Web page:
Will the colour of Gold shine when flood waters recede?

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Will the colour of Gold shine when flood waters recede? Empty Will the colour of Gold shine when flood waters recede?

Post  Acan on Fri Dec 24, 2010 5:40 am

With all the floods in Australia currently. How many previously dried creekbeds or hillside washouts will bring to the service the Golden Edge?

If anyone has any great stories, tell us all.

Imagine going back to a old location that you thought had long ago lost all its gold - only to find that now 2 or 3 metres of the loose stuff has washed away and now a golden trail is evident.

Just a thought. Acan jocolor
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Post  Acan on Fri Dec 24, 2010 5:50 am

PS to last post.

Happy Christmas and Happy New Year to all.

This is a great forum with a great bunch of crerw.

I tell you all now - 2011 is looking like a BIG year.

Acan jocolor
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Will the colour of Gold shine when flood waters recede? Empty Erosion, don't we love it !

Post  Guest on Fri Dec 24, 2010 11:44 am

Hi Acan, that's always been my belief, the old timers only relied on evidence that gold was present, No gold No dig.
Erosion especially over the past 20 years with 3 good, well not good? but floods nun the least will have without a doubt reveled some new ground that was to the old timer and to the location metal detectorers? where directed to, will open up never seen before gold bearing ground.
Cheers
Chris
P.s I'm hoping anyway!

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Post  Guest on Fri Dec 24, 2010 3:57 pm

The gold fields in Australia were opened up by diggers who new their stuff. who systematicaly searched the land and new what type of ground was likely to contain gold. once they got a sniff of colour the race was on to locate the sourse and tried and true methods were used to zero in on the reefs and they would chase them for miles underground using knowledge of strata, geology and geography. In any one reef mine there would be at least one person responsible for deciding which way to go when a reef disappeared. They were way fitter than you or I and with a lot more determination and intestinal fortitude that would drive them to the limits of physical indurance.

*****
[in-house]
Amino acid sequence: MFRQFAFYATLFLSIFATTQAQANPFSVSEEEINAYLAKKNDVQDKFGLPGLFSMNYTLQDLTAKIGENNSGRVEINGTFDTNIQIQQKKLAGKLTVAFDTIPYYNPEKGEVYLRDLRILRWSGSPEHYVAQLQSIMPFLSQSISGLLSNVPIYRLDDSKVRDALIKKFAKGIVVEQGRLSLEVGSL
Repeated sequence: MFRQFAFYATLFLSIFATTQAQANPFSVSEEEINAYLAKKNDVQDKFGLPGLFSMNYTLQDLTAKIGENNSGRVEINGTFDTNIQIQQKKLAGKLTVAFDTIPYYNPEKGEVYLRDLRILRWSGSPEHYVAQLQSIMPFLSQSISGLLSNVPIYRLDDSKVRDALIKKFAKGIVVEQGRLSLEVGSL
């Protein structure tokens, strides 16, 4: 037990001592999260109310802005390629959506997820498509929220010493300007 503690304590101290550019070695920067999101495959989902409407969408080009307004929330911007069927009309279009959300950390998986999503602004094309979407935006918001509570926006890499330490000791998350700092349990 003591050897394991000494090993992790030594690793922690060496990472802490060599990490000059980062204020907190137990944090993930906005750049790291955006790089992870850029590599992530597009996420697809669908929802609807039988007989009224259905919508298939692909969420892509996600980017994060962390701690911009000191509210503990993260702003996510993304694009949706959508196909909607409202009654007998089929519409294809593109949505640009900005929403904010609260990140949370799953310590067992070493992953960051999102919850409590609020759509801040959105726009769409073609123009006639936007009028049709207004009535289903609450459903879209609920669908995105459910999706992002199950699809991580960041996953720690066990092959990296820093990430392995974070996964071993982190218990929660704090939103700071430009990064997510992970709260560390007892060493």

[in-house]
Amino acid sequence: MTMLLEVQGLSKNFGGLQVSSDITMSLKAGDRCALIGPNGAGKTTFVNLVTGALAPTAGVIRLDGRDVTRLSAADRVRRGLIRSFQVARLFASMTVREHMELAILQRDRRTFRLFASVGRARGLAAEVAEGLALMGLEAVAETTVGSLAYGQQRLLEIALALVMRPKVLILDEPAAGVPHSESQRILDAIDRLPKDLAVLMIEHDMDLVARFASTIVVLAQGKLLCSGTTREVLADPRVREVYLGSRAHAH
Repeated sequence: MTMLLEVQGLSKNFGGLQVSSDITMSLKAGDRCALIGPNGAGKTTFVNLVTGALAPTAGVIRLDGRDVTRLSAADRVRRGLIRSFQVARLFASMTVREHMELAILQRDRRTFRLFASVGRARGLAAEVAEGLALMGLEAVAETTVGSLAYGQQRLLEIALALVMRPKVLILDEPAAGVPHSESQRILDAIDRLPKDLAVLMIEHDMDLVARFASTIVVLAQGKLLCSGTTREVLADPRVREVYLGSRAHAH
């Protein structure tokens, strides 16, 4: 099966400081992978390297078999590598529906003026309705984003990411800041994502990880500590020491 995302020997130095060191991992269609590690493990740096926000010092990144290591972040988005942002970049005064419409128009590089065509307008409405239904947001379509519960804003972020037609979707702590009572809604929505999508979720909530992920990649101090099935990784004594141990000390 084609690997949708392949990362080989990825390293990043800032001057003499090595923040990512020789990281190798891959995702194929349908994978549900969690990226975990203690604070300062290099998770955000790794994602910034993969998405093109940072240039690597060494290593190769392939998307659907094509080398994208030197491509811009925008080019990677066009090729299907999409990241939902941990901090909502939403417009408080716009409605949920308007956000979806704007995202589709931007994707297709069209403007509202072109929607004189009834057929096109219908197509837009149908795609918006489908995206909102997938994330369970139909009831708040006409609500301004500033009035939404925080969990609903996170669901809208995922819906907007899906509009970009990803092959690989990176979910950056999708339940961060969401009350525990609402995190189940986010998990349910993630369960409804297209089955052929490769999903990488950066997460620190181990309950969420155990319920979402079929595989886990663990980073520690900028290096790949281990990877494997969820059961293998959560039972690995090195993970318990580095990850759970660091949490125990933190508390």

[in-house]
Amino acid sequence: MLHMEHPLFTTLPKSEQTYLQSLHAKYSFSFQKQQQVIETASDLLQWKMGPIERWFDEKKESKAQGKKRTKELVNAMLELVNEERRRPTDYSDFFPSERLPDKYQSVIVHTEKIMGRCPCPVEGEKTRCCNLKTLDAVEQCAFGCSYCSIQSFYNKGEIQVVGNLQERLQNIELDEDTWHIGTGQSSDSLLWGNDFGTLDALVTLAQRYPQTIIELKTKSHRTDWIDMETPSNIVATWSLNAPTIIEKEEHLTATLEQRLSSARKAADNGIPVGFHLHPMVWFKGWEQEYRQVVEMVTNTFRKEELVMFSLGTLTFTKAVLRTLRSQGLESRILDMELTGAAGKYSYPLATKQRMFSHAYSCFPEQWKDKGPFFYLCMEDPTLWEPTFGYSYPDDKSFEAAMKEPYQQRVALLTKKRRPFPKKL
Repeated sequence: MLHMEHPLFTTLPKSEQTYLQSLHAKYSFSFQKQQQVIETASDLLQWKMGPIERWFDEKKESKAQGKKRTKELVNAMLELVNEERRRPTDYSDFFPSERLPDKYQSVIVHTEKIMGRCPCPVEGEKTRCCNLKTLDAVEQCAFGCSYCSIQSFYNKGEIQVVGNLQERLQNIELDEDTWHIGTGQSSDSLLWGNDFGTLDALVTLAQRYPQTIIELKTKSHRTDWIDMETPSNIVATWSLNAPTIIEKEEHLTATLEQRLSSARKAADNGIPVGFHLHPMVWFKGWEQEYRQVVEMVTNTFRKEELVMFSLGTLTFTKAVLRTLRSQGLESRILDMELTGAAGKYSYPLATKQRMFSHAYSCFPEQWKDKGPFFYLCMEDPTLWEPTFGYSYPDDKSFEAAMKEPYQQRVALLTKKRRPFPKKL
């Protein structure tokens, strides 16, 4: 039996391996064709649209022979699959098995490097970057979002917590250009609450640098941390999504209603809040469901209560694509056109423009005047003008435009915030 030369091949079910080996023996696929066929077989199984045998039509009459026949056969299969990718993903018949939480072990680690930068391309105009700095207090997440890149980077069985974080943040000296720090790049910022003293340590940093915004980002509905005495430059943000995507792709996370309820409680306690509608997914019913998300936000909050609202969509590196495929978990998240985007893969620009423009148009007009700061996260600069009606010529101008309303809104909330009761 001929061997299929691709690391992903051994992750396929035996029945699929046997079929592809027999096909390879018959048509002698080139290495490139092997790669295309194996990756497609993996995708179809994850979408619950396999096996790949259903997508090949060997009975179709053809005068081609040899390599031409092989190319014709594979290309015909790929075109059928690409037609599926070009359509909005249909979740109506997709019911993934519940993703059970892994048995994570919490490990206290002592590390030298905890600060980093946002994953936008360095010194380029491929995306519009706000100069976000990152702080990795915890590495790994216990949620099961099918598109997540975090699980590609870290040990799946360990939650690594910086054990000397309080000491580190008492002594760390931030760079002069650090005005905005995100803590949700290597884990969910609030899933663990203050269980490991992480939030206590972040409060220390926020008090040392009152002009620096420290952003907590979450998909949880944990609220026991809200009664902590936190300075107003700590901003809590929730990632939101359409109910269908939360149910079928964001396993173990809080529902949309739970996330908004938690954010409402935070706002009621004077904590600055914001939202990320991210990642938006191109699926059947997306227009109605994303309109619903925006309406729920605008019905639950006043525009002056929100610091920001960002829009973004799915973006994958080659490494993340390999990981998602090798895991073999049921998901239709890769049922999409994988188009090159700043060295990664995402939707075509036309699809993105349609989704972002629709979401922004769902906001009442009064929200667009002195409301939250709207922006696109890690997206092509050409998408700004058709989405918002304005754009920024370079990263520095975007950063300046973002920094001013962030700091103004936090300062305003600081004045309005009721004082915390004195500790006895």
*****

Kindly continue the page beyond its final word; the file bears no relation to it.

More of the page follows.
The Chinese on the other hand did not open up new fields, they re worked the fields left by the white honky and they would do ok scraping up the left overs, some of them did find some huge nuggets that were shipped back to china very quickly and not listed on official records.
These blokes would take the ground down to bed rock and wash it all, then they would go over the ground again with brooms, sweeping it clean to get the very finest stuff.

The small stuff that is found today(with a few big nug exceptions) was not payable to work in the old days. Too much dirt and no water, stinking hot dry weather and getting supplies in to last was very difficult. and the gold spread wide and thinly over a large area.